Sky's new Now TV service set to challenge Netflix, LoveFilm

BSkyB will take direct competitive aim at over-the-top providers Netflix (Nasdaq: NFLX) and's (Nasdaq: AMZN) LoveFilm when today it launches its new Internet-TV service, Now TV.

The Now TV launch will start movies for a subscription price of £15 a month or individual views at pricing ranging between 99 pence and £3.49 and expand from there, the service provider said.

Initially Now TV will have full access to Sky's movie catalog; later the service will be bolstered to include Sky's TV and sports offerings, according to Gizmodo, which also noted that the initial service does not include streaming HD, although Sky is reportedly working to resolve that detail.

Users with PCs, Macs and some Android smartphones (along with Microsoft [Nasdaq: MSFT] Xbox and YouView) will be the first to have access to the long-awaited service that promises 600 films and 11 channels at launch. Sky hopes to quickly expand Now TV to Sony (NYSE: SNE) PS3 and Roku devices as well.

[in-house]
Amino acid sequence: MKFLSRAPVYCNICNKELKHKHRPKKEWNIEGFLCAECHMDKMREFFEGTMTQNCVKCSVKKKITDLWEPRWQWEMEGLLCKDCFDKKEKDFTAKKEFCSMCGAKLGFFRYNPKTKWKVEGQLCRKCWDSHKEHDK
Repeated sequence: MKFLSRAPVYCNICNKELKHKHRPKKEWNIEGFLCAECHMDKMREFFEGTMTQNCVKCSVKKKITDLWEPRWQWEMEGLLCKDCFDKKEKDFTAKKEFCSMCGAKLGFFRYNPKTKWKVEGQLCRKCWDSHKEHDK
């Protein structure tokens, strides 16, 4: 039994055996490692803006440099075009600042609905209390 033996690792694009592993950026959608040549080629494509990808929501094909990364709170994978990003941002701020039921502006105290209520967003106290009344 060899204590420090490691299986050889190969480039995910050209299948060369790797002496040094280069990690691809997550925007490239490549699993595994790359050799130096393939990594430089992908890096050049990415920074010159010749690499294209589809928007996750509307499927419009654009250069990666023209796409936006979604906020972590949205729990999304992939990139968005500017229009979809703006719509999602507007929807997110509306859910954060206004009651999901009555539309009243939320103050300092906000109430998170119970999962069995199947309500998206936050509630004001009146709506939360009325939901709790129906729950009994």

The target for Sky and Now TV, which is officially branded as a service "powered by Sky," are the 13 million households in the U.K. who have not signed up for subscription packages. BSkyB, a story in The Guardian says, has more than 10 million pay TV customers but is seeing an ever-diminishing group of about 15,000 new users sign up for service every month.

It's not as if BSkyB is making it easy—or even financially attractive—for users to sign up. The £15 subscription fee is "considerably more expensive" than Netflix and LoveFilm, which are targeting customers from £5 to £7, the Guardian story said.

Then again, as Stephen van Rooyen, BSkyB managing director of sales and marketing told the publication, you get what you pay for.

"The most important thing to look at is what the service is, the quality of what we are delivering," he said in the Guardian article. "We offer around 75 percent of the top 100 box office movies and have rights to offer films a year before rivals--the value is in the premium quality we have."

For more:
 - see this Gizmodo story
 - and this Guardian story

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